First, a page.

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U.S. Consumer Credit Climbs More Than Expected In February

Consumer credit in the U.S. increased by more than expected in the month of February, according to a report released by Federal Reserve on Tuesday.

The report showed that consumer credit climbed by $15.5 billion in February following a downwardly revised increase of $10.8 billion January.

Economists had expected consumer credit to rise by $12.5 billion compared to the $11.6 billion increase originally reported for the previous month.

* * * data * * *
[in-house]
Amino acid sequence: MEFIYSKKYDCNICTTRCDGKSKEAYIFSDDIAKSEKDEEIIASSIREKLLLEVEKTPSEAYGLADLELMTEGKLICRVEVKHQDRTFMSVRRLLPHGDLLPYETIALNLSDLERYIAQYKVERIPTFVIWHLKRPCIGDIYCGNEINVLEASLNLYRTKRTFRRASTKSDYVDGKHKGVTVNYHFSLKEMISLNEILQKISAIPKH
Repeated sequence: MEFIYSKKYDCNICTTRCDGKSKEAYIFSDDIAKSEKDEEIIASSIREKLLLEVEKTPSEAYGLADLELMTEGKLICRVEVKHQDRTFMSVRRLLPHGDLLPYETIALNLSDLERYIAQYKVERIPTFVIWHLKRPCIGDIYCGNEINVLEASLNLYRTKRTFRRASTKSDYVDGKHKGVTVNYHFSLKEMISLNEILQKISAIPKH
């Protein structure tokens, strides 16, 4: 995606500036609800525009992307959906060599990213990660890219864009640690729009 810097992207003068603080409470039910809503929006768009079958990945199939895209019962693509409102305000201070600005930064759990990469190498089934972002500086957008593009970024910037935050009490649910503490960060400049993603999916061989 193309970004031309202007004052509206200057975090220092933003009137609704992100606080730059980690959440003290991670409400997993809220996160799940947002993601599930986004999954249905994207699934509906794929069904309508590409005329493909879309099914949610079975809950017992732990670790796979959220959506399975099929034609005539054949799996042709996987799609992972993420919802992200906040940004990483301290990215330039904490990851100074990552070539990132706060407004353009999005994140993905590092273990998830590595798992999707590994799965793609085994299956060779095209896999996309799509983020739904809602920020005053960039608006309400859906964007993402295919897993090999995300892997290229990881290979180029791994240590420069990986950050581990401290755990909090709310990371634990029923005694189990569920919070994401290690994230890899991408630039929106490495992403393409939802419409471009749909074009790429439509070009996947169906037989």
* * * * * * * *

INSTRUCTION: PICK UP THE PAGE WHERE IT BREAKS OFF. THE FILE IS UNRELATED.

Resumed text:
The bigger than expected increase in consumer credit came as a jump in non-revolving credit more than offset a continued decrease in revolving credit.

Non-revolving credit such as student loans and car loans surged up by $19.2 billion in February after climbing by $11.8 billion in January.

Meanwhile, revolving credit, which largely reflects credit card debt, fell by $3.7 billion in February after edging down by $1 billion in the previous month.

The Fed also said consumer credit increased by an annual rate of 5.6 percent in February, as non-revolving credit jumped by 9.4 percent but revolving credit fell by 5.0 percent.

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